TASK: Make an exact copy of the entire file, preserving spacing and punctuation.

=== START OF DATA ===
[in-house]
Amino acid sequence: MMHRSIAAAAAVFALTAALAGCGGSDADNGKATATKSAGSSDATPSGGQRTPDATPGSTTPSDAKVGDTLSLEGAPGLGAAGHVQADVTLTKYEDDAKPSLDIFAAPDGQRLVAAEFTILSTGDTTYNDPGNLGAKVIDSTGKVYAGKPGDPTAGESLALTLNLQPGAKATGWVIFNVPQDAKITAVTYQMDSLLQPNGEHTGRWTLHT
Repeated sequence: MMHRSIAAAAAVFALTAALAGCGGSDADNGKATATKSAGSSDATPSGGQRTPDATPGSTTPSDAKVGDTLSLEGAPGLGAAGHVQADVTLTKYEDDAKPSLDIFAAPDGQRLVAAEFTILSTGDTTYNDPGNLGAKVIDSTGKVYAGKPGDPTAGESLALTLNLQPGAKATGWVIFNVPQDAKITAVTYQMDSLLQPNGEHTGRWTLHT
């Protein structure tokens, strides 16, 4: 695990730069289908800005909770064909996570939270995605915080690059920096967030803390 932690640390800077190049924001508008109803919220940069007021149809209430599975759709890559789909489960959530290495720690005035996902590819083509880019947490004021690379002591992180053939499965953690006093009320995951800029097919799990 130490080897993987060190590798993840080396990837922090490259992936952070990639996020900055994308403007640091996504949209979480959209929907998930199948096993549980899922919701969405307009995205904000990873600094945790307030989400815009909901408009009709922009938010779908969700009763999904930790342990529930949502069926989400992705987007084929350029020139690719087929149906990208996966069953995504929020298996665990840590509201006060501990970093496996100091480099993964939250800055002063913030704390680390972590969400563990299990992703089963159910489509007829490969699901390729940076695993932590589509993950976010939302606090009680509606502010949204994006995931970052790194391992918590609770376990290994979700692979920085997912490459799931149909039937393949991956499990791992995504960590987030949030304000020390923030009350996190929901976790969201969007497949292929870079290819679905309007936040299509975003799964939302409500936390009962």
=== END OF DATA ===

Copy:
[in-house]
Amino acid sequence: MMHRSIAAAAAVFALTAALAGCGGSDADNGKATATKSAGSSDATPSGGQRTPDATPGSTTPSDAKVGDTLSLEGAPGLGAAGHVQADVTLTKYEDDAKPSLDIFAAPDGQRLVAAEFTILSTGDTTYNDPGNLGAKVIDSTGKVYAGKPGDPTAGESLALTLNLQPGAKATGWVIFNVPQDAKITAVTYQMDSLLQPNGEHTGRWTLHT
Repeated sequence: MMHRSIAAAAAVFALTAALAGCGGSDADNGKATATKSAGSSDATPSGGQRTPDATPGSTTPSDAKVGDTLSLEGAPGLGAAGHVQADVTLTKYEDDAKPSLDIFAAPDGQRLVAAEFTILSTGDTTYNDPGNLGAKVIDSTGKVYAGKPGDPTAGESLALTLNLQPGAKATGWVIFNVPQDAKITAVTYQMDSLLQPNGEHTGRWTLHT
């Protein structure tokens, strides 16, 4: 695990730069289908800005909770064909996570939270995605915080690059920096967030803390 932690640390800077190049924001508008109803919220940069007021149809209430599975759709890559789909489960959530290495720690005035996902590819083509880019947490004021690379002591992180053939499965953690006093009320995951800029097919799990 130490080897993987060190590798993840080396990837922090490259992936952070990639996020900055994308403007640091996504949209979480959209929907998930199948096993549980899922919701969405307009995205904000990873600094945790307030989400815009909901408009009709922009938010779908969700009763999904930790342990529930949502069926989400992705987007084929350029020139690719087929149906990208996966069953995504929020298996665990840590509201006060501990970093496996100091480099993964939250800055002063913030704390680390972590969400563990299990992703089963159910489509007829490969699901390729940076695993932590589509993950976010939302606090009680509606502010949204994006995931970052790194391992918590609770376990290994979700692979920085997912490459799931149909039937393949991956499990791992995504960590987030949030304000020390923030009350996190929901976790969201969007497949292929870079290819679905309007936040299509975003799964939302409500936390009962």